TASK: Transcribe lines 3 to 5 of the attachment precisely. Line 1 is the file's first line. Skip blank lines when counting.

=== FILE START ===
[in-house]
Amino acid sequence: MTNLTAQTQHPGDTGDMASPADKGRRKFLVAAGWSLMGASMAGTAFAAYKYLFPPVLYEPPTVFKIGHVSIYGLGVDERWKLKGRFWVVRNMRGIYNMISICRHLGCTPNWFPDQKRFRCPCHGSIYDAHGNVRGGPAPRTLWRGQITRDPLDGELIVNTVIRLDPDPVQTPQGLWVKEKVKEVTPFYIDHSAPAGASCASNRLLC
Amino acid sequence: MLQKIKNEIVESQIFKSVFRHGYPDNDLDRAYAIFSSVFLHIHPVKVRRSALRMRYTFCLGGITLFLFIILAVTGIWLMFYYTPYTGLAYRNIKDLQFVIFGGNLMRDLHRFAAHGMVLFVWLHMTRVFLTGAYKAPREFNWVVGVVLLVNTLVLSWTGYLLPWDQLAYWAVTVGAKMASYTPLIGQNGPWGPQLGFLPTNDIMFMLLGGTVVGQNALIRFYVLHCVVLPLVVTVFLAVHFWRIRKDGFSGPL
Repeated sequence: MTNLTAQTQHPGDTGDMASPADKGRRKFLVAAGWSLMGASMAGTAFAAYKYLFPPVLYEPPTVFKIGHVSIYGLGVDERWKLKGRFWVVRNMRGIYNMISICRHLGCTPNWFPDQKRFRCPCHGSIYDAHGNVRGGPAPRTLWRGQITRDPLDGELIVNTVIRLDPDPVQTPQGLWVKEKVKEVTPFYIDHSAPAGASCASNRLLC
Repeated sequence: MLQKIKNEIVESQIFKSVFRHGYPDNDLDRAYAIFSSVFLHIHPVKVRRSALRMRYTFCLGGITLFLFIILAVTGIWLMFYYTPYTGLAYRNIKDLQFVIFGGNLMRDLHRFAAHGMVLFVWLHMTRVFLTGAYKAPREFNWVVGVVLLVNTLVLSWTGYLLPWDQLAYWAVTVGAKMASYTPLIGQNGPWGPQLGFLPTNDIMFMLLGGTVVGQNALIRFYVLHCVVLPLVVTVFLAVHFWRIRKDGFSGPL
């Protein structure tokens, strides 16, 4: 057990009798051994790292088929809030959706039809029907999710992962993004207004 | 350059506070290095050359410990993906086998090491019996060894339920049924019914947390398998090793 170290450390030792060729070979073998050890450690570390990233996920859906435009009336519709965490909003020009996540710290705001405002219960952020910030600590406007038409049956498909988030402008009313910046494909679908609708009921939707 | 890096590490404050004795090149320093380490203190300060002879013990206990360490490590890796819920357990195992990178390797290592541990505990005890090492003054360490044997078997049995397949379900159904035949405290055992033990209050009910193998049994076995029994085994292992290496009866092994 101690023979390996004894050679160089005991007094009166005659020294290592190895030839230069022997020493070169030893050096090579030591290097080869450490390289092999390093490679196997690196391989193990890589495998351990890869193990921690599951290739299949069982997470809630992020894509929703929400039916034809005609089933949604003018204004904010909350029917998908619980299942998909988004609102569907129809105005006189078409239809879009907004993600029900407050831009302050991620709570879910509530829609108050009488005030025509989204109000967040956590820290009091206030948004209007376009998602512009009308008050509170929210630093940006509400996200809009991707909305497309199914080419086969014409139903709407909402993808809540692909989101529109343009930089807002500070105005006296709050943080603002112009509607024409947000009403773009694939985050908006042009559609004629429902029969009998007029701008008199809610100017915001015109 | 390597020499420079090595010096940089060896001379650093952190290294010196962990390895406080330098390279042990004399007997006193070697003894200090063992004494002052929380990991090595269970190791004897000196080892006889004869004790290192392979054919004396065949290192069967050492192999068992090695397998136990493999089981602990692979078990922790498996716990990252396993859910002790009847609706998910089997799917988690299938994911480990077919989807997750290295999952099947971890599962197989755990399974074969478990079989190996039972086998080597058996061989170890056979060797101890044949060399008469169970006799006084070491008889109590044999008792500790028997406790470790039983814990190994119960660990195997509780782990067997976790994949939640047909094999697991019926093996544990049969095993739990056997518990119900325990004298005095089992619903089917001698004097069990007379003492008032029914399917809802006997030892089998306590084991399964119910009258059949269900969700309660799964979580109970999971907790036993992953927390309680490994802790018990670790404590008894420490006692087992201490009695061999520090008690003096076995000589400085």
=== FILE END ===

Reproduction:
Amino acid sequence: MLQKIKNEIVESQIFKSVFRHGYPDNDLDRAYAIFSSVFLHIHPVKVRRSALRMRYTFCLGGITLFLFIILAVTGIWLMFYYTPYTGLAYRNIKDLQFVIFGGNLMRDLHRFAAHGMVLFVWLHMTRVFLTGAYKAPREFNWVVGVVLLVNTLVLSWTGYLLPWDQLAYWAVTVGAKMASYTPLIGQNGPWGPQLGFLPTNDIMFMLLGGTVVGQNALIRFYVLHCVVLPLVVTVFLAVHFWRIRKDGFSGPL
Repeated sequence: MTNLTAQTQHPGDTGDMASPADKGRRKFLVAAGWSLMGASMAGTAFAAYKYLFPPVLYEPPTVFKIGHVSIYGLGVDERWKLKGRFWVVRNMRGIYNMISICRHLGCTPNWFPDQKRFRCPCHGSIYDAHGNVRGGPAPRTLWRGQITRDPLDGELIVNTVIRLDPDPVQTPQGLWVKEKVKEVTPFYIDHSAPAGASCASNRLLC
Repeated sequence: MLQKIKNEIVESQIFKSVFRHGYPDNDLDRAYAIFSSVFLHIHPVKVRRSALRMRYTFCLGGITLFLFIILAVTGIWLMFYYTPYTGLAYRNIKDLQFVIFGGNLMRDLHRFAAHGMVLFVWLHMTRVFLTGAYKAPREFNWVVGVVLLVNTLVLSWTGYLLPWDQLAYWAVTVGAKMASYTPLIGQNGPWGPQLGFLPTNDIMFMLLGGTVVGQNALIRFYVLHCVVLPLVVTVFLAVHFWRIRKDGFSGPL